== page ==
Synergistic Research in Support of Natural Resource Management: Undergraduate Research in Northern Belize

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The paper will chronicle the disciplinary research of both faculty and undergraduate students that has evolved as components of a project whole for the past three years in and around the Rio Bravo Conservation and Management Area, Orange Walk, Belize, CA. These multidisciplinary projects have been conducted in support of the Rio Bravo Conservation and Management Area and the indigenous agricultural communities on its periphery with the intention of providing information that is critical to these often conflicting entities. Through a modified version of the framework of Integrated Natural Resource Management developed by International Agricultural Resource Centers these multidisciplinary projects have evolved into a synergistic project whole that effectively supports competing interests in the on-site context of the research. This research has included but is not limited to, soil nutrient analysis, lead testing, water quality analysis, educational assessments, human well-being assessments, and biodiversity research. This initiative has allowed for the research to be responsive to the communities and interests on the ground in Belize rather than be directed solely by academia thus providing through disciplinary expertise an interdisciplinary vision that effectively moves all stakeholders toward sustainable development. To illustrate the project’s effectiveness the paper will evidence the various impacts the research conducted to date has had on the natural resources and natural capital of the region, and on the development of significant dialogue between Programme for Belize, the managing entity of the Rio Bravo Conservation and Management Area and periphery populations.


Keywords: Natural Resource Management, Sustainable Development, Undergraduate Research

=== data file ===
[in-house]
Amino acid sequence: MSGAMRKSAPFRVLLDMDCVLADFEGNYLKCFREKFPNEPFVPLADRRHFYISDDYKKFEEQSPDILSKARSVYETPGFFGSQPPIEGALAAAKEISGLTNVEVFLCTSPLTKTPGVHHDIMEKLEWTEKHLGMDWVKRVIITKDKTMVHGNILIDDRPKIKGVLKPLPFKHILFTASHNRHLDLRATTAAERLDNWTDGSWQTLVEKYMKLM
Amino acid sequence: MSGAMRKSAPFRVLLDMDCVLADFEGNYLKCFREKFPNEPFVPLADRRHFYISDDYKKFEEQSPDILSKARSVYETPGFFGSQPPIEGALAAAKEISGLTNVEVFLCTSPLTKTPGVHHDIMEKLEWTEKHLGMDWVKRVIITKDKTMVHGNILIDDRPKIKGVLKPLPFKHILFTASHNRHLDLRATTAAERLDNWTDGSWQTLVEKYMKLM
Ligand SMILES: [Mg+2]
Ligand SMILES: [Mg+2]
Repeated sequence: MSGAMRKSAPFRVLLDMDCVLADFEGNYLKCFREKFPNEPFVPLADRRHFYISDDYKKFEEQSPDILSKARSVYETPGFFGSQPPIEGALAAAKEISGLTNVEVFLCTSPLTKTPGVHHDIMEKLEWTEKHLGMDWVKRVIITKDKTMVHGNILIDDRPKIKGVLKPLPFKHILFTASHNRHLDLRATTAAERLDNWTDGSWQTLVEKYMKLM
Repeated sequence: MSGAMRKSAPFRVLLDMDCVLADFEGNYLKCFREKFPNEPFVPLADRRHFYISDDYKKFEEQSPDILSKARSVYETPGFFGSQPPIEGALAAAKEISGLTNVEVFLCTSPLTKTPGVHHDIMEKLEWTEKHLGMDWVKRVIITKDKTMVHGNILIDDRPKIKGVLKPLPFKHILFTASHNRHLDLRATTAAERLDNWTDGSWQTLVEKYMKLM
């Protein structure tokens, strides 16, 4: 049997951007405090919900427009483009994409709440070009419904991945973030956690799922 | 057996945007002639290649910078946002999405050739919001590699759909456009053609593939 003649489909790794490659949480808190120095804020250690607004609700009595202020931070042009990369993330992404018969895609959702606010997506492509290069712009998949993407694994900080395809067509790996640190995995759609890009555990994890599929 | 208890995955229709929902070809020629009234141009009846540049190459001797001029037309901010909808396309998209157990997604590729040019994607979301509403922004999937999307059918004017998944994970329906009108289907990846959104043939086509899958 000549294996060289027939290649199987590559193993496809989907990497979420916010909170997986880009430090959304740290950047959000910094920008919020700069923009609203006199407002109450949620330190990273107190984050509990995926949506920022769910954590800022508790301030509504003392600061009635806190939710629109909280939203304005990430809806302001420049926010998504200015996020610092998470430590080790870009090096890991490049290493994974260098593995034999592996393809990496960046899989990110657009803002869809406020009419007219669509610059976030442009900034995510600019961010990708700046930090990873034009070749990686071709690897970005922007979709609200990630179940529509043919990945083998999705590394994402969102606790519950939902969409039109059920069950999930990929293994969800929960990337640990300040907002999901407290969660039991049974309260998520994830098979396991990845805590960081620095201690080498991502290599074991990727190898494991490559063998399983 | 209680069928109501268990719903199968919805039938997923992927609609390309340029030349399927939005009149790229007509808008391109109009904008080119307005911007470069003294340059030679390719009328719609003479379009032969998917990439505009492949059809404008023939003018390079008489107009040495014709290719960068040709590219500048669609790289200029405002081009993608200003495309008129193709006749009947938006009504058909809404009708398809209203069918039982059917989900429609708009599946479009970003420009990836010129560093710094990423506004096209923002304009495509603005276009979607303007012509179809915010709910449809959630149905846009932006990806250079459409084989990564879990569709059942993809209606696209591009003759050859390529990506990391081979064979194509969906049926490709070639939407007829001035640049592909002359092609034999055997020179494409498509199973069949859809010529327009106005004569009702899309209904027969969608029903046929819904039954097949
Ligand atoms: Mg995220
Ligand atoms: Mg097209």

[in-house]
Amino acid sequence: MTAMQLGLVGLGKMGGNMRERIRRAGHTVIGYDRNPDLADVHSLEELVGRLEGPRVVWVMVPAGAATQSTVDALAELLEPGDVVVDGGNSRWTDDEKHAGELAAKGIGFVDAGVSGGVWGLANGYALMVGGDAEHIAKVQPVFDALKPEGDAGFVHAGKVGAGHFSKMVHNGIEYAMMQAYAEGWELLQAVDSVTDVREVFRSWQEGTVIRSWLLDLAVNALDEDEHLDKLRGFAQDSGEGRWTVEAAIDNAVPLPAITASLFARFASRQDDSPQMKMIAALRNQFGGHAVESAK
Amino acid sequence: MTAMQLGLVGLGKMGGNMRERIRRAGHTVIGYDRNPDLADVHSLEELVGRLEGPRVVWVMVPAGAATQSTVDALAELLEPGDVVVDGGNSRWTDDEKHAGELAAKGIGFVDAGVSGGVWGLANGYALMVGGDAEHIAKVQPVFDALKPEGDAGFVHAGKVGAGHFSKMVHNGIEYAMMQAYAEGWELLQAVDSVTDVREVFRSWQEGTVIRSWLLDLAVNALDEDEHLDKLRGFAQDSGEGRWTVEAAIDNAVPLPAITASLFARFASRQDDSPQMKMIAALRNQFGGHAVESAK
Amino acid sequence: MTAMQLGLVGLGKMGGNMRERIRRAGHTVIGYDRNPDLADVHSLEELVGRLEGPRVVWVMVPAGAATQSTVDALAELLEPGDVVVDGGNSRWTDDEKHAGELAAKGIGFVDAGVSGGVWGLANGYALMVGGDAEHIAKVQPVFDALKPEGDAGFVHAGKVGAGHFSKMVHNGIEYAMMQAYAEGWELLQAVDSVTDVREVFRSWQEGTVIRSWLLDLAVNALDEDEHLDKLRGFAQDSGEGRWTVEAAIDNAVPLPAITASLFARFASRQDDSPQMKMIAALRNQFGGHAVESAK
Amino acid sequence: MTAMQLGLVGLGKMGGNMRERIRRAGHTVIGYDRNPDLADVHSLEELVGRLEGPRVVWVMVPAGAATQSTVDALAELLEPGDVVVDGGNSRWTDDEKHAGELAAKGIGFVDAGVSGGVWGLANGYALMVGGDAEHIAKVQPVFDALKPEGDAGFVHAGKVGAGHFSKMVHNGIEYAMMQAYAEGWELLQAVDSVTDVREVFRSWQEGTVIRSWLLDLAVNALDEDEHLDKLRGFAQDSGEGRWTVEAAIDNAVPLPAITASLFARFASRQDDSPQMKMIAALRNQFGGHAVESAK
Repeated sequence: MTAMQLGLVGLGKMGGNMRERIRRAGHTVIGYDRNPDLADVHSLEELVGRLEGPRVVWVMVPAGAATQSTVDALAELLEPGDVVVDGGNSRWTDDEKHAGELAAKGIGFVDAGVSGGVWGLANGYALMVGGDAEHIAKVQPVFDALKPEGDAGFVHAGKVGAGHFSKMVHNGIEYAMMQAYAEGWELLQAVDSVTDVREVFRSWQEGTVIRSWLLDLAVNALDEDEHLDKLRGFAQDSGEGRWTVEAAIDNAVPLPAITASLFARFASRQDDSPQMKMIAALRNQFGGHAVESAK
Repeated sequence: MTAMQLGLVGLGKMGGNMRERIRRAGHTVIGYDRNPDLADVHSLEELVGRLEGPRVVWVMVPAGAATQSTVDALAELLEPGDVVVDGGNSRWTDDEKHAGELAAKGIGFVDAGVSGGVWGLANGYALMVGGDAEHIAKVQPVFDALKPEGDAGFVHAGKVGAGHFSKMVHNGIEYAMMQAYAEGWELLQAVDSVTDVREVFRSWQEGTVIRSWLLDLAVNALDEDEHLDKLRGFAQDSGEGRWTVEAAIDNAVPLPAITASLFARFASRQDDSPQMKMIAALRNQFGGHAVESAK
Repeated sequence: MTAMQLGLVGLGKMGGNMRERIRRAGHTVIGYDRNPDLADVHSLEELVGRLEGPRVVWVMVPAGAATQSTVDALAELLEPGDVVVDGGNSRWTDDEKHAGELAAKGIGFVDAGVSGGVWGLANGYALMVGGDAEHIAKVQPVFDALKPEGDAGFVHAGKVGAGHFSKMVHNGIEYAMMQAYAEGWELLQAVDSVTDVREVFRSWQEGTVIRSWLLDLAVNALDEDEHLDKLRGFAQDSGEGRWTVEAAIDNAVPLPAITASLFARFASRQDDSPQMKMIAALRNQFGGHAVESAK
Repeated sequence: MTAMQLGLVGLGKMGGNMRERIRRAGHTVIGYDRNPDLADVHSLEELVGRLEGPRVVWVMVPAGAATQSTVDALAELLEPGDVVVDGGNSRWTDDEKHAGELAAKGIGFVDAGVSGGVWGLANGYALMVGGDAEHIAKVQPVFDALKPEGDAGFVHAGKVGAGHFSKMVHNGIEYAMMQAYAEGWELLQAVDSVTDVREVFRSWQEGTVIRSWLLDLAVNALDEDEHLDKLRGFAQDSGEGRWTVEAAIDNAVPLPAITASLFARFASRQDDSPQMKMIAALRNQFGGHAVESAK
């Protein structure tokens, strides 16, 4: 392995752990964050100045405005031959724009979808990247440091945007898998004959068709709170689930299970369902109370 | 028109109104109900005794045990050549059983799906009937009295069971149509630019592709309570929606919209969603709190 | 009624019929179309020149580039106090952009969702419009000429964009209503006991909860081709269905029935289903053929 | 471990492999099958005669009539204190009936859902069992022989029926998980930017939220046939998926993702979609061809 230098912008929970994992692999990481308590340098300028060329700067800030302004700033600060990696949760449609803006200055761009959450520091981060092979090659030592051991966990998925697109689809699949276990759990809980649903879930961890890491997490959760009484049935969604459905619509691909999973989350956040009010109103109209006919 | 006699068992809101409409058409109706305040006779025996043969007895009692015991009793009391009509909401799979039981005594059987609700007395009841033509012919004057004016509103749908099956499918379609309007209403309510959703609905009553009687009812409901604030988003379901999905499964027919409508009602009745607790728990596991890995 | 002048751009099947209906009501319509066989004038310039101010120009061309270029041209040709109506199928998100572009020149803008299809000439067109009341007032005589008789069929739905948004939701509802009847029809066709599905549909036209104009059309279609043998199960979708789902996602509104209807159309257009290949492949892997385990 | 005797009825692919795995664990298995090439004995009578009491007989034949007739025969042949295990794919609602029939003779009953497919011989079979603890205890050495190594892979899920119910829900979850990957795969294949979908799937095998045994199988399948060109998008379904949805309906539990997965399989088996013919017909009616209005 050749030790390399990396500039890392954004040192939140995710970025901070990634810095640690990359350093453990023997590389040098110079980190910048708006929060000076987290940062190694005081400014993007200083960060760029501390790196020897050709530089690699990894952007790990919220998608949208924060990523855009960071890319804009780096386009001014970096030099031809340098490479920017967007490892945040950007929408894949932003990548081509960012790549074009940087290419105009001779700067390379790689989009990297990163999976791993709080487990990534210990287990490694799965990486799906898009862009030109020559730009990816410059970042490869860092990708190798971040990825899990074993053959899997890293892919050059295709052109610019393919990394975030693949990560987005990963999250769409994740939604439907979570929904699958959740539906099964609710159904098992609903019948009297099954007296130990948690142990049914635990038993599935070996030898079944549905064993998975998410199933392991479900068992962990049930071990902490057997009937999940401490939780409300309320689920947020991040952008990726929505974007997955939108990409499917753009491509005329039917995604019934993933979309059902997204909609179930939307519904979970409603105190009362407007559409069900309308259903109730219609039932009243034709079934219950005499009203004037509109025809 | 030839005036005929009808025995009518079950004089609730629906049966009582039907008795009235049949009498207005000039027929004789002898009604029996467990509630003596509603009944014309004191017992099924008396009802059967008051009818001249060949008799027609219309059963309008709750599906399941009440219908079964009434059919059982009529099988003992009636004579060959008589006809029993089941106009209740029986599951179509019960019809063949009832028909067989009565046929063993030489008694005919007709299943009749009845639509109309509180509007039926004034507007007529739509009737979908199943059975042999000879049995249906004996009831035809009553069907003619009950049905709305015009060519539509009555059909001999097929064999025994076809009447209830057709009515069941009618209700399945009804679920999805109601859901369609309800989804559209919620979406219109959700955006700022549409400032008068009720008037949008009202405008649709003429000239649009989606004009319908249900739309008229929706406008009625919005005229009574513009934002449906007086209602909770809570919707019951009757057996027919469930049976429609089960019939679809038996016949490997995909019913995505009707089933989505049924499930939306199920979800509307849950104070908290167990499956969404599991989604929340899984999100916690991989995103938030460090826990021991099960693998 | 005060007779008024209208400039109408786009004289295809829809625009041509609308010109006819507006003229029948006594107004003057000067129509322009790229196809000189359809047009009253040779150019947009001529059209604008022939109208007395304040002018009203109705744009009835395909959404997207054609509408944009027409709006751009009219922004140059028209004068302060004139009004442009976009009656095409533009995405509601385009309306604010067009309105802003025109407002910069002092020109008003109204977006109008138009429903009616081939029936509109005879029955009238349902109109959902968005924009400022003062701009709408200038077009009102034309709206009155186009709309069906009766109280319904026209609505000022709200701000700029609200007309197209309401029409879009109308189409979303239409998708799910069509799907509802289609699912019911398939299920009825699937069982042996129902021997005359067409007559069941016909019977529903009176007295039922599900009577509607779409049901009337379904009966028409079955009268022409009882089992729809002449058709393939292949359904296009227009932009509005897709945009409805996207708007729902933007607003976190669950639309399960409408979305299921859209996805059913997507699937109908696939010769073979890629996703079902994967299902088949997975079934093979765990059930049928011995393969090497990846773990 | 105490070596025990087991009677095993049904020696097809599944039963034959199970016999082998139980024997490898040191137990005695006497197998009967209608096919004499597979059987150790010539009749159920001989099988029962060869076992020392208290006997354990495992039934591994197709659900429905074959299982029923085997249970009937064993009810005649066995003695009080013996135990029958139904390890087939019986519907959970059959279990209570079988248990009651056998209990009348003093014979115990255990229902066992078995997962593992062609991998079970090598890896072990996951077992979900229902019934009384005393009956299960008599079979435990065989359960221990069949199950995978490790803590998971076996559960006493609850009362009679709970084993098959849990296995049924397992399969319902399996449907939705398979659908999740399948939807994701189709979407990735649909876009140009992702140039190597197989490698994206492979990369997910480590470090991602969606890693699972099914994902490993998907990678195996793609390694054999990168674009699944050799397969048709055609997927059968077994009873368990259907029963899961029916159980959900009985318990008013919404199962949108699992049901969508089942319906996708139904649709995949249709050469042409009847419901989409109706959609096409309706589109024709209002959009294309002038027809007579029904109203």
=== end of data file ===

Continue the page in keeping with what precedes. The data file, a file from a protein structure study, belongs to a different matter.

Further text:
Stream: Environmental Sustainability
Presentation Type: Virtual Presentation in English
Paper: A paper has not yet been submitted.


Mary Ann Studer

Associate Dean and Assistant Professor, Division of Science and Mathematics, Defiance College
Defiance, Ohio, USA

Mary Ann Studer is the Associate Dean of the McMaster School for Advancing Humanity and Assistant Professor of Physical Science at Defiance College. She was granted a McMaster Fellow to Belize in 2005-2006, 2006-2007, and 2007-2008. She earned a Bachelor of Science degree from the University of Toledo (1996) and a Master of Science degree from the University of North Dakota (1998).

Her current research is focused on Integrated Natural Resource Management and specifically how it applies to the both the Rio Bravo Conservation and Management Area and the indigenous subsistence agricultural communities on the periphery of this preserve in Belize. Studer conducts micro and macro soil nutrient analysis both within the preserve and in the agricultural fields on its borders to guide more strategic management of rainforest soil. In addition to her ongoing research she has worked to support nearly twenty multidisciplinary student projects in Belize through active learning communities.

Her interest is international travel – she has traveled with Defiance College students to dozens of countries throughout Europe, Central America and Australia. She is passionate about teaching students to effectively cross cultures and gain an appreciation for diversity that facilitates the formation of partnerships with indigenous people

Ref: S08P0163